Pressure has been successfully brought on several magazines, including Seventeen, to change their ways when it comes to altering the images of girls and women. It's an old story. Older than most imagine.
In fact, as photojournalism historian Mary Panzer reminded me for the above-cited piece in The Daily Beast, both Honest Abe Lincoln and Mary Todd Lincoln, his spouse, had their images doctored by the fabled photographer Mathew Brady.
A Mary Todd Lincoln photograph retouched by Mathew Brady. (Library of Congress)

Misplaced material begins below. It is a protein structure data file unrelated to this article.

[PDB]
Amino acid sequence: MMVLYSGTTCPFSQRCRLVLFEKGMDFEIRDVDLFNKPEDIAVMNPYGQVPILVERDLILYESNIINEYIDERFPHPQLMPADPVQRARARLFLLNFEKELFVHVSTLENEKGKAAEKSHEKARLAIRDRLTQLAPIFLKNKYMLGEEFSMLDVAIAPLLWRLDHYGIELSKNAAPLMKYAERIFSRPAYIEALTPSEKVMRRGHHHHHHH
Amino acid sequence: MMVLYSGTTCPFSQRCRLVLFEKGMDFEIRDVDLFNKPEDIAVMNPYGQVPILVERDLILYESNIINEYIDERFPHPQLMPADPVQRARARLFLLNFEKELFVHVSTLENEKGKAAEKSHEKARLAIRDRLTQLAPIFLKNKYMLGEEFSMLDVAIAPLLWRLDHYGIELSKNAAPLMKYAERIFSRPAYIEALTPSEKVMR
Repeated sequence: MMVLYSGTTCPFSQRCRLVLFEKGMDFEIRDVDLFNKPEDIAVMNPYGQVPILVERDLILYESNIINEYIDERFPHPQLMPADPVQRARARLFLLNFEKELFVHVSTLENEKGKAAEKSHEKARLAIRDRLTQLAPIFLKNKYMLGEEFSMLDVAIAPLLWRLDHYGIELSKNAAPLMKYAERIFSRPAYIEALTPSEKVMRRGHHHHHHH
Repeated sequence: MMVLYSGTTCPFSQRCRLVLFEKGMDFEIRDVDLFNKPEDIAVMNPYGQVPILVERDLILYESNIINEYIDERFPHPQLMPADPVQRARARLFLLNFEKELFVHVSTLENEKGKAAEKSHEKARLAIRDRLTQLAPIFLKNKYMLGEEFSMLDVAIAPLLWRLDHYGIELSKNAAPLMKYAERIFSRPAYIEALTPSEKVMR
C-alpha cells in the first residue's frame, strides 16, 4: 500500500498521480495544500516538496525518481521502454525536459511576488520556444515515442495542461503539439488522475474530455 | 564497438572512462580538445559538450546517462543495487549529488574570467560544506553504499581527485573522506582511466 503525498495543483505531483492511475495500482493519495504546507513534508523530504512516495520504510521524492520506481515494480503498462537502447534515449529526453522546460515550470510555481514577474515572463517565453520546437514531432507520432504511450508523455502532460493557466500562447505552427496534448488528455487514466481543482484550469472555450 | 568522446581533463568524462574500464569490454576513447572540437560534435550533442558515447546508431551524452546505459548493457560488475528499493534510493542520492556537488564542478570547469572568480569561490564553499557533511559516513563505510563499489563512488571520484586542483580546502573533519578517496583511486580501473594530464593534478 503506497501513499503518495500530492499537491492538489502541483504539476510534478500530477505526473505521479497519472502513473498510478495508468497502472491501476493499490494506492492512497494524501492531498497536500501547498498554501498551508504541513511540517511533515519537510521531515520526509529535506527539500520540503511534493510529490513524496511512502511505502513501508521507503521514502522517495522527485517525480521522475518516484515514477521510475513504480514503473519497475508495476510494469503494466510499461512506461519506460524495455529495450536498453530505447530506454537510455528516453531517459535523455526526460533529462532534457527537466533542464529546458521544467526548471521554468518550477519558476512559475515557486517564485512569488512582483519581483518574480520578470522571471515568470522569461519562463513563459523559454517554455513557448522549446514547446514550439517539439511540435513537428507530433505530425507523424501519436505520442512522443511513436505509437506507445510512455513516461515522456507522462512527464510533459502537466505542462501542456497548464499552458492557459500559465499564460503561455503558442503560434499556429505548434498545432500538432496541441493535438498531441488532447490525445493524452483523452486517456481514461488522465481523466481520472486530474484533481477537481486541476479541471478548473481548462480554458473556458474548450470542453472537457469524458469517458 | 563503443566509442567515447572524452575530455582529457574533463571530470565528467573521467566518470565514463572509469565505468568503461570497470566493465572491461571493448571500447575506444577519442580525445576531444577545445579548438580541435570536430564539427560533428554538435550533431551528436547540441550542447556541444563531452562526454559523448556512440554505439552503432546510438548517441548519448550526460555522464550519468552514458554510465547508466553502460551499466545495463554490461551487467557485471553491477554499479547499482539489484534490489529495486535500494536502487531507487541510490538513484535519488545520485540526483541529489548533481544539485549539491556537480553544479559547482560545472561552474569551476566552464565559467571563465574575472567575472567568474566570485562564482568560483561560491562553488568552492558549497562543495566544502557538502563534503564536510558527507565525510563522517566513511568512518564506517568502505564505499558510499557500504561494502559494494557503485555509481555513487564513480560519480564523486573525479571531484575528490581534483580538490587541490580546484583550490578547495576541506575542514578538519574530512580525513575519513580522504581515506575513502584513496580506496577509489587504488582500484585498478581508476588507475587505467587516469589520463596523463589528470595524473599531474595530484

It doesn't justify what the magazines have routinely done but just reminds us that part of a larger continuum. Bye-bye blemishes! And bye-bye long, unappealing necks! The more things change....
At minimum, we might hope, as Panzer suggests, that "girls should be taught to distrust photography in general, and not to have confidence in what they see in ANY magazine."
"The magazines COULD get around to showing girls with all kinds of shapes and sizes, not to promote a single body type----that's where the real problem is, if you ask me," said Panzer.